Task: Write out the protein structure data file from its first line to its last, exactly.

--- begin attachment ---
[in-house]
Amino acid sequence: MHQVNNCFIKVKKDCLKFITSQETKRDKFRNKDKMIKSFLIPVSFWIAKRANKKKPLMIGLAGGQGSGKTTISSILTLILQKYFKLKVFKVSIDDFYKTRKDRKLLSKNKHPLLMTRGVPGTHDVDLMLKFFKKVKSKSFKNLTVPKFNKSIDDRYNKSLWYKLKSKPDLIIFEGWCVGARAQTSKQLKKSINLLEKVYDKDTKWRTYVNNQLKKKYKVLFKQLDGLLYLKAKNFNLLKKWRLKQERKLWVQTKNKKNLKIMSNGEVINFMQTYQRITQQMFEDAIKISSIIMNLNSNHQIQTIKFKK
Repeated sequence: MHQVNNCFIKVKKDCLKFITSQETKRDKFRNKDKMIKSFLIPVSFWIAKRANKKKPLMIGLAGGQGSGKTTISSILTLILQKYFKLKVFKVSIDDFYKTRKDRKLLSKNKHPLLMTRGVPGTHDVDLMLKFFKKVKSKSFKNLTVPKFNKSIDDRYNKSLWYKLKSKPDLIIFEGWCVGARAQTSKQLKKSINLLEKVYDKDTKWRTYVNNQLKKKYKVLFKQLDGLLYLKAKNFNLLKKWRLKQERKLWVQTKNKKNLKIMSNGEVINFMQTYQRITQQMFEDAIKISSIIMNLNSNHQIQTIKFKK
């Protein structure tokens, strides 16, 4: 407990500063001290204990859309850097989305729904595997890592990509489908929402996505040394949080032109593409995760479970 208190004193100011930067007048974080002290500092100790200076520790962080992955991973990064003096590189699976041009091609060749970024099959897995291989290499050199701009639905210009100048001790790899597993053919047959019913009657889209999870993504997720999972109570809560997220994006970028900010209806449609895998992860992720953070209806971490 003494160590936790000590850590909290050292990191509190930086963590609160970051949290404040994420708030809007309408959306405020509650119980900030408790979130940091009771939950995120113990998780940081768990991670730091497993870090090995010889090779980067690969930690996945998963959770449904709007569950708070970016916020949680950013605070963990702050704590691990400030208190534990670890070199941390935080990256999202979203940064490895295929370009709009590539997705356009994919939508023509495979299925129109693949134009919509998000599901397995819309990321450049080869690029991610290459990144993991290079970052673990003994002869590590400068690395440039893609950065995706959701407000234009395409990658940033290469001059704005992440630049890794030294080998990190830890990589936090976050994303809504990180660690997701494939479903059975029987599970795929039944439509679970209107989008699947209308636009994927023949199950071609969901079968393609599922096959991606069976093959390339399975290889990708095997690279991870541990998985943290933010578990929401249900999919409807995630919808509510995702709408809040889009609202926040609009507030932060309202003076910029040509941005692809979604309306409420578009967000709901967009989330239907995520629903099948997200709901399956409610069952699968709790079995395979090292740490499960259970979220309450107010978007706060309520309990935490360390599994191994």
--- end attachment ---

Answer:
[in-house]
Amino acid sequence: MHQVNNCFIKVKKDCLKFITSQETKRDKFRNKDKMIKSFLIPVSFWIAKRANKKKPLMIGLAGGQGSGKTTISSILTLILQKYFKLKVFKVSIDDFYKTRKDRKLLSKNKHPLLMTRGVPGTHDVDLMLKFFKKVKSKSFKNLTVPKFNKSIDDRYNKSLWYKLKSKPDLIIFEGWCVGARAQTSKQLKKSINLLEKVYDKDTKWRTYVNNQLKKKYKVLFKQLDGLLYLKAKNFNLLKKWRLKQERKLWVQTKNKKNLKIMSNGEVINFMQTYQRITQQMFEDAIKISSIIMNLNSNHQIQTIKFKK
Repeated sequence: MHQVNNCFIKVKKDCLKFITSQETKRDKFRNKDKMIKSFLIPVSFWIAKRANKKKPLMIGLAGGQGSGKTTISSILTLILQKYFKLKVFKVSIDDFYKTRKDRKLLSKNKHPLLMTRGVPGTHDVDLMLKFFKKVKSKSFKNLTVPKFNKSIDDRYNKSLWYKLKSKPDLIIFEGWCVGARAQTSKQLKKSINLLEKVYDKDTKWRTYVNNQLKKKYKVLFKQLDGLLYLKAKNFNLLKKWRLKQERKLWVQTKNKKNLKIMSNGEVINFMQTYQRITQQMFEDAIKISSIIMNLNSNHQIQTIKFKK
């Protein structure tokens, strides 16, 4: 407990500063001290204990859309850097989305729904595997890592990509489908929402996505040394949080032109593409995760479970 208190004193100011930067007048974080002290500092100790200076520790962080992955991973990064003096590189699976041009091609060749970024099959897995291989290499050199701009639905210009100048001790790899597993053919047959019913009657889209999870993504997720999972109570809560997220994006970028900010209806449609895998992860992720953070209806971490 003494160590936790000590850590909290050292990191509190930086963590609160970051949290404040994420708030809007309408959306405020509650119980900030408790979130940091009771939950995120113990998780940081768990991670730091497993870090090995010889090779980067690969930690996945998963959770449904709007569950708070970016916020949680950013605070963990702050704590691990400030208190534990670890070199941390935080990256999202979203940064490895295929370009709009590539997705356009994919939508023509495979299925129109693949134009919509998000599901397995819309990321450049080869690029991610290459990144993991290079970052673990003994002869590590400068690395440039893609950065995706959701407000234009395409990658940033290469001059704005992440630049890794030294080998990190830890990589936090976050994303809504990180660690997701494939479903059975029987599970795929039944439509679970209107989008699947209308636009994927023949199950071609969901079968393609599922096959991606069976093959390339399975290889990708095997690279991870541990998985943290933010578990929401249900999919409807995630919808509510995702709408809040889009609202926040609009507030932060309202003076910029040509941005692809979604309306409420578009967000709901967009989330239907995520629903099948997200709901399956409610069952699968709790079995395979090292740490499960259970979220309450107010978007706060309520309990935490360390599994191994």